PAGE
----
public ICollection<Categorization> Categorizations { get; set; }
}

To navigate, use a Select:

// product.Categories
var categories = product.Categorizations.Select(c => c.Category);
@0xdeafcafe
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@0xdeafcafe 0xdeafcafe commented Jan 8, 2015

Thanks!

@0xdeafcafe 0xdeafcafe closed this Jan 8, 2015
@tonysneed
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@tonysneed tonysneed commented Jan 20, 2015

@bricelam,

Are there plans to support many-to-many without mapping the intersection table?

Also, will there be support for marking related entities as added or deleted to indicate they should be removed from the relationship and not the table? With EF6 and prior the only way to do this was to dip down to the ObjectContext API and work with independent associations. Thanks!

@bricelam
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@bricelam bricelam commented Jan 20, 2015

Yes, many-to-many associations will eventually be enabled via shadow state entities (#749) and skip-level navigation properties (not sure if there's a bug for that; I'll re-open this one).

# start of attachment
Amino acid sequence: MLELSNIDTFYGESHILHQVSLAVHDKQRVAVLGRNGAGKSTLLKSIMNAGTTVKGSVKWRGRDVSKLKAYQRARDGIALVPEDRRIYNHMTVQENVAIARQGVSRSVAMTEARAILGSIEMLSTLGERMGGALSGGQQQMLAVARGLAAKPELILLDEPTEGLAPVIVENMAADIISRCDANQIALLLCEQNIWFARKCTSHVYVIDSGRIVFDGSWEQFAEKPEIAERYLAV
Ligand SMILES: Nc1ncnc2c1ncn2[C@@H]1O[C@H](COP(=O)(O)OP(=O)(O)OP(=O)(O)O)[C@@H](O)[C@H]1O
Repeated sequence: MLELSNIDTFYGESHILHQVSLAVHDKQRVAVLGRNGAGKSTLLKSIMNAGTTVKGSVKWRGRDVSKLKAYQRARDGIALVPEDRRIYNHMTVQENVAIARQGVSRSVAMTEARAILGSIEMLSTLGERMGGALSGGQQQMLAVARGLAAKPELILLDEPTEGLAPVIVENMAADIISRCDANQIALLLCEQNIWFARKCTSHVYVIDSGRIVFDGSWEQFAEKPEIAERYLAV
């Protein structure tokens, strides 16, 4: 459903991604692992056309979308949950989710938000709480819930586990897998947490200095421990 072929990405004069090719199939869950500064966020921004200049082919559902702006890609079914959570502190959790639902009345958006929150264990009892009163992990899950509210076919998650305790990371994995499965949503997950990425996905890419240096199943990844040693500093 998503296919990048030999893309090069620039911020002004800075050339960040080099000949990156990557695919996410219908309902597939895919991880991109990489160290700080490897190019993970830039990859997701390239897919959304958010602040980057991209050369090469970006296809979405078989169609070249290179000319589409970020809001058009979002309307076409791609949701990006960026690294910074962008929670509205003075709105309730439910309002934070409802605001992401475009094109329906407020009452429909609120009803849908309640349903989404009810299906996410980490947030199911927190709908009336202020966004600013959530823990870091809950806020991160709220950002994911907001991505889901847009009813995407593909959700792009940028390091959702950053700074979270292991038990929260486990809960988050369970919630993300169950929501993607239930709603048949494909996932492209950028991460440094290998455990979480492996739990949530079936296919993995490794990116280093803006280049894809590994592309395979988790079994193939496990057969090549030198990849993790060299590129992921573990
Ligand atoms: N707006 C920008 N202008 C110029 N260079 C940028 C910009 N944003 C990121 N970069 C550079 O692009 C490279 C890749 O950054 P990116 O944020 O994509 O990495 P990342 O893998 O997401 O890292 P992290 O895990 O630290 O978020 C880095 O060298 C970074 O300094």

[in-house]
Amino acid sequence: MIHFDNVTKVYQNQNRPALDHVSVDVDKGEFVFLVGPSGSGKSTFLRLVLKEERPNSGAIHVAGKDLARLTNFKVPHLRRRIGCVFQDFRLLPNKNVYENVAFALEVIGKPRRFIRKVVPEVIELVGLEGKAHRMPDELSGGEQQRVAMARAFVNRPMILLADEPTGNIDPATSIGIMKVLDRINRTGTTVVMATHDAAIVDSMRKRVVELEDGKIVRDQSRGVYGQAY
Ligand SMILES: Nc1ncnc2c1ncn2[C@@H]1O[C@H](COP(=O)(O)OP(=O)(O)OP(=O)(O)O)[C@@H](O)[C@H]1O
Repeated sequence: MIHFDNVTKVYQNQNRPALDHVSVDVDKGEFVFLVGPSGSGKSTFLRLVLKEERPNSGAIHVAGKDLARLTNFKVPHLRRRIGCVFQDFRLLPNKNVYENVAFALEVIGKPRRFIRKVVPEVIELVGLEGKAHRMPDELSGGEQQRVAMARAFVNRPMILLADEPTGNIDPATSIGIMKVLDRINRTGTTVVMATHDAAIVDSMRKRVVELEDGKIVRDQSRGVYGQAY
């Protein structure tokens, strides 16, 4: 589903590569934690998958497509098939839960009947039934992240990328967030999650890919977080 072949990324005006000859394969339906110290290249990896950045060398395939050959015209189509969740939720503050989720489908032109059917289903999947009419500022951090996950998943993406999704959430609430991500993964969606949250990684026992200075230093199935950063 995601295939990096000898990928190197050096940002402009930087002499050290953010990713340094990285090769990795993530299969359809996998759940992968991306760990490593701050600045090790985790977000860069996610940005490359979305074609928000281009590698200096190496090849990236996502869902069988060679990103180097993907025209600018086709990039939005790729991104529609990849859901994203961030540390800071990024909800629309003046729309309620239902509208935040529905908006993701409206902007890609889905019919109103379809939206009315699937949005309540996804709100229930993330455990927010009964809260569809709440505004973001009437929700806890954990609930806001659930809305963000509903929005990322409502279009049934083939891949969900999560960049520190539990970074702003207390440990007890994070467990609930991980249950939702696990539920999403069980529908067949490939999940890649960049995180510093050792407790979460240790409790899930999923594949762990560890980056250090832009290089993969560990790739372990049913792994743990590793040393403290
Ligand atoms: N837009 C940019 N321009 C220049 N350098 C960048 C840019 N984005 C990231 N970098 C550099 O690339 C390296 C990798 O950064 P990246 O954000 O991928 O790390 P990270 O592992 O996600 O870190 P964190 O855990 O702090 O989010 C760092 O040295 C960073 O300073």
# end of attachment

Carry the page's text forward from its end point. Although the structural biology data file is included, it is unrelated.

I'm not sure I follow your second question, but @divega or @ajcvickers will know if it'll be covered by our "graph behavior" improvements.

@bricelam bricelam reopened this Jan 20, 2015
@divega
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@divega divega commented Jan 20, 2015

@tonysneed Re your second question, not sure I understand it either, but here is some data that might help:

We should have similar default behavior in EF Core as in previous versions of EF for the general case of removing an entity from a collection navigation property: this will cause the relationship to be marked as removed, not necessarily the entity.

Removing the relationship is promoted to an actual removal of the entity for identifying relationship only, i.e. when the primary key of the dependent entity contains the primary key of the principal entity and hence the dependent cannot be orphaned or re-parented. I believe we will have similar behavior for that too, although we have talked about deferring to the SaveChanges to detect if there are orphans entities in that state rather than trying to delete them immediately. @ajcvickers can elaborate/correct me on that.